By Dustin Volz
WASHINGTON (Reuters) - Digital privacy advocates and users of Reddit expressed their alarm on Friday over a change in the forum's transparency report that suggested it may have been asked to give customer data to FBI investigators under a secretive government authority.
The annual report lists a variety of requests the site has received for information on users and for removal of content. On Thursday, Reddit deleted a paragraph known as a "warrant canary."
The paragraph had said that Reddit had not been subject to national security letters, which are used by the FBI to conduct electronic surveillance without the need for court approval, or "any other classified request for user information."
Privacy advocates have long contested the letters, saying they are not subject to sufficient judicial oversight or transparency safeguards.
Brett Max Kaufman, an attorney with the American Civil Liberties Union, said on Friday that authorities were possibly seeking the IP address, or an identifying number that corresponds to a specific computer, of an anonymous user on Reddit. Private messages between users could also be subject to search.
Reddit collects relatively little customer data that could be subject to a national security letter and useful for investigators, Kaufman said. Reddit does not require users to reveal their identities and stores less customer data overall compared to email or other social media such as Facebook, he said.
Edward Snowden, the former National Security Agency contractor who gave classified documents about U.S. spying to journalists in 2013, expressed concern on Twitter.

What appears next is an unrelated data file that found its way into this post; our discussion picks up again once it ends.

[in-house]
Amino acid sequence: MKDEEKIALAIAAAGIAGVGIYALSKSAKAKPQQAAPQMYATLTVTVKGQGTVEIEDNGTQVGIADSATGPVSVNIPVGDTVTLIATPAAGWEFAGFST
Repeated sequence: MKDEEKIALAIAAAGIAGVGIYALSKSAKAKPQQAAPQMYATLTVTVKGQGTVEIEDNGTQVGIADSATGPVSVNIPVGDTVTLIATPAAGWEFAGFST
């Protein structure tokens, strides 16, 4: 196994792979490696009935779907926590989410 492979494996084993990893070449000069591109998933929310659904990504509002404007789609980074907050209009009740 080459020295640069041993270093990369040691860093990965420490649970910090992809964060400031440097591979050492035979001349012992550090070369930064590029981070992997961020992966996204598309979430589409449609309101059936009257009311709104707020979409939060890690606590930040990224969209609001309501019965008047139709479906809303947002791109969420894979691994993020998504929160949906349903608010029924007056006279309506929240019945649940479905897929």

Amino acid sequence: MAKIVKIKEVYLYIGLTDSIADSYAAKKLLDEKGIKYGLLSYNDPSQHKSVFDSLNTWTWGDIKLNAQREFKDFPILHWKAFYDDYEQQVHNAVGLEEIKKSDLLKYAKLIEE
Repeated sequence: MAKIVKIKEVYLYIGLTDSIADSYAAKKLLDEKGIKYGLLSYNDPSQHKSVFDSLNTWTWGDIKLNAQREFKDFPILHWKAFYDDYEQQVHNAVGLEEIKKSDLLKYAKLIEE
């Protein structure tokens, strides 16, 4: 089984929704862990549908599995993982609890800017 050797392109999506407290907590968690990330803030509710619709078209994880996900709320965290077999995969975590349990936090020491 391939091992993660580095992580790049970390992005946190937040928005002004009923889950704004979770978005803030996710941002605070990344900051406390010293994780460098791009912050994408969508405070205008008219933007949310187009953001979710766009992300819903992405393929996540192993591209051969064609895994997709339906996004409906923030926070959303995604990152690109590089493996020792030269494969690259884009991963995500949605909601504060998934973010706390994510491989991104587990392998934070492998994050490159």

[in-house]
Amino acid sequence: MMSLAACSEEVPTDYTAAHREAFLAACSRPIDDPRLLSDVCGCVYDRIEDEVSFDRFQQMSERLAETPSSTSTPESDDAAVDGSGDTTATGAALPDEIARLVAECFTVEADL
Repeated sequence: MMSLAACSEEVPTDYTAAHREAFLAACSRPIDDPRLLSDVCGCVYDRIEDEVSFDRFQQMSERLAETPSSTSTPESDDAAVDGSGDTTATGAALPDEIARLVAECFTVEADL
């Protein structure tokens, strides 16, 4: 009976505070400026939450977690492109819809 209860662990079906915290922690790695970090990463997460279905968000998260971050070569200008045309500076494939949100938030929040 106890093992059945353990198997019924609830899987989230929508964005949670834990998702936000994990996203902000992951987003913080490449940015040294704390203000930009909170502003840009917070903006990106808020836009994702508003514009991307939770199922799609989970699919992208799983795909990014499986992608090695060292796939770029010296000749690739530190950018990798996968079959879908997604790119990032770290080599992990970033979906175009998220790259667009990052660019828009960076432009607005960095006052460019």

"Is dissent a threat to national security?" tweeted Snowden (@Snowden), whose leaks prompted a vigorous international debate about digital privacy and surveillance.
The leaks helped popularize the use of "warrant canaries" by tech firms eager to display resistance to government attempts to obtain access to user data.
"When you ask someone 'Are you helping authorities in investigations?' and they say 'I'm not allowed to discuss that with you,' I think the question has been answered," wrote Reddit user khegiobridge.
National security letters are almost always accompanied by an open-ended gag order barring companies from disclosing the contents of the demand for customer data, making it difficult for firms to openly discuss how they handle the subpoenas.
That has led many companies to rely on somewhat vague warnings. Apple previously had a "warrant canary" but removed it in 2014.
"I've been advised not to say anything one way or the other," Reddit Chief Executive Officer Steve Huffman, who goes by "spez" on the site, said in a thread discussing the change. “Even with the canaries, we're treading a fine line.”
The FBI can use national security letters to compel Internet and telecommunications firms to hand over a wide range of customer data, including web browsing history and records of online purchases.
San Francisco-based Reddit did not respond to a request for comment. The Federal Bureau of Investigation did not respond to a request for comment.
National security letters have been available as a law enforcement tool since the 1970s, but their frequency and breadth expanded dramatically under the USA Patriot Act, which was passed shortly after the Sept. 11, 2001 attacks on the United States by Islamist militants.
Several thousand of the letters are now issued by the FBI every year. At one point more than 50,000 such letters were issued annually.
In 2014, Twitter sued the U.S. Department of Justice on grounds that the restrictions placed on its ability to reveal information about government surveillance orders violates free speech rights. Reddit and others have filed friend of the court briefs in Twitter's lawsuit.
(Reporting by Dustin Volz; Additional reporting by Amy Tennery, Anjali Athavaley and Melissa Fares in New York; editing by Frances Kerry and Grant McCool)